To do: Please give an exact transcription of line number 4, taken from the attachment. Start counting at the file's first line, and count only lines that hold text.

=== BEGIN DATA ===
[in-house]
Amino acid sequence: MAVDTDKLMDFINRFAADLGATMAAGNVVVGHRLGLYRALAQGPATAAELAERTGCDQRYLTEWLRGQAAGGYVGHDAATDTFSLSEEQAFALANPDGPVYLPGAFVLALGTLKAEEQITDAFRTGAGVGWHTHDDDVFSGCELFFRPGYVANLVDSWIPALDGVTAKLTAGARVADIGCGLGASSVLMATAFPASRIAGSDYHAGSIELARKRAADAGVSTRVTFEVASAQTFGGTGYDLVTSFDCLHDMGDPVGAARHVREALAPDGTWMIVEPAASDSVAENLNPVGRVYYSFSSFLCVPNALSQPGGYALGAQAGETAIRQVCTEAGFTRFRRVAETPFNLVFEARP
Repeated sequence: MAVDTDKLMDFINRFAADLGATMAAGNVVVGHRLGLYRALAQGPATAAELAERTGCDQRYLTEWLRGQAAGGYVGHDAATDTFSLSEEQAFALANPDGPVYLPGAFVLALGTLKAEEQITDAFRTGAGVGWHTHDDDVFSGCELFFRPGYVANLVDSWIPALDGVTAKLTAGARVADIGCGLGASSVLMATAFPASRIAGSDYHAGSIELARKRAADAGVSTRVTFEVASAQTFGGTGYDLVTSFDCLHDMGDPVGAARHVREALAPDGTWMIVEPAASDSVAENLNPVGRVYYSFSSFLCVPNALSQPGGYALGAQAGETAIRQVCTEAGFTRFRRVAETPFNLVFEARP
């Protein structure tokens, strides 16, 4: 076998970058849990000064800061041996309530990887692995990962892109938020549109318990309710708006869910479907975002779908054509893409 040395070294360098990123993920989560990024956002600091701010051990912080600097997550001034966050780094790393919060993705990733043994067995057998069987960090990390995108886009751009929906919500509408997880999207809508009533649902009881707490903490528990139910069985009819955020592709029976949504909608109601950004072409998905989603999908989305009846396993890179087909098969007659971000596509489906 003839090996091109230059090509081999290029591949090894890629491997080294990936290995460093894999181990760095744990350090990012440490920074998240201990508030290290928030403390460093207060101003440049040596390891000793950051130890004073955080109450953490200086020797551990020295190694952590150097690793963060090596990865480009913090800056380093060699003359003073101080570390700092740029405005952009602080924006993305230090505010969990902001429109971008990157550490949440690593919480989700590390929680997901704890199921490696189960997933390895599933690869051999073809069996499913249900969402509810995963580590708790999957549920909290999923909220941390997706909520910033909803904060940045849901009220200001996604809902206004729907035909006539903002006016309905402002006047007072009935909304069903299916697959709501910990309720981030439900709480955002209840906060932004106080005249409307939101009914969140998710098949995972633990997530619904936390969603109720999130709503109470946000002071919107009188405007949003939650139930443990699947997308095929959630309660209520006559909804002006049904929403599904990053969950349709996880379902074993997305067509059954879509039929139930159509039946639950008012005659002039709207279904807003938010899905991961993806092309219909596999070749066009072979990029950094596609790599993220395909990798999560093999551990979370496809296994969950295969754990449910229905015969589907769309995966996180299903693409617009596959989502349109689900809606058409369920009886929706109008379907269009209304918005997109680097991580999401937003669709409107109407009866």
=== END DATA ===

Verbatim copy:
């Protein structure tokens, strides 16, 4: 076998970058849990000064800061041996309530990887692995990962892109938020549109318990309710708006869910479907975002779908054509893409 040395070294360098990123993920989560990024956002600091701010051990912080600097997550001034966050780094790393919060993705990733043994067995057998069987960090990390995108886009751009929906919500509408997880999207809508009533649902009881707490903490528990139910069985009819955020592709029976949504909608109601950004072409998905989603999908989305009846396993890179087909098969007659971000596509489906 003839090996091109230059090509081999290029591949090894890629491997080294990936290995460093894999181990760095744990350090990012440490920074998240201990508030290290928030403390460093207060101003440049040596390891000793950051130890004073955080109450953490200086020797551990020295190694952590150097690793963060090596990865480009913090800056380093060699003359003073101080570390700092740029405005952009602080924006993305230090505010969990902001429109971008990157550490949440690593919480989700590390929680997901704890199921490696189960997933390895599933690869051999073809069996499913249900969402509810995963580590708790999957549920909290999923909220941390997706909520910033909803904060940045849901009220200001996604809902206004729907035909006539903002006016309905402002006047007072009935909304069903299916697959709501910990309720981030439900709480955002209840906060932004106080005249409307939101009914969140998710098949995972633990997530619904936390969603109720999130709503109470946000002071919107009188405007949003939650139930443990699947997308095929959630309660209520006559909804002006049904929403599904990053969950349709996880379902074993997305067509059954879509039929139930159509039946639950008012005659002039709207279904807003938010899905991961993806092309219909596999070749066009072979990029950094596609790599993220395909990798999560093999551990979370496809296994969950295969754990449910229905015969589907769309995966996180299903693409617009596959989502349109689900809606058409369920009886929706109008379907269009209304918005997109680097991580999401937003669709409107109407009866």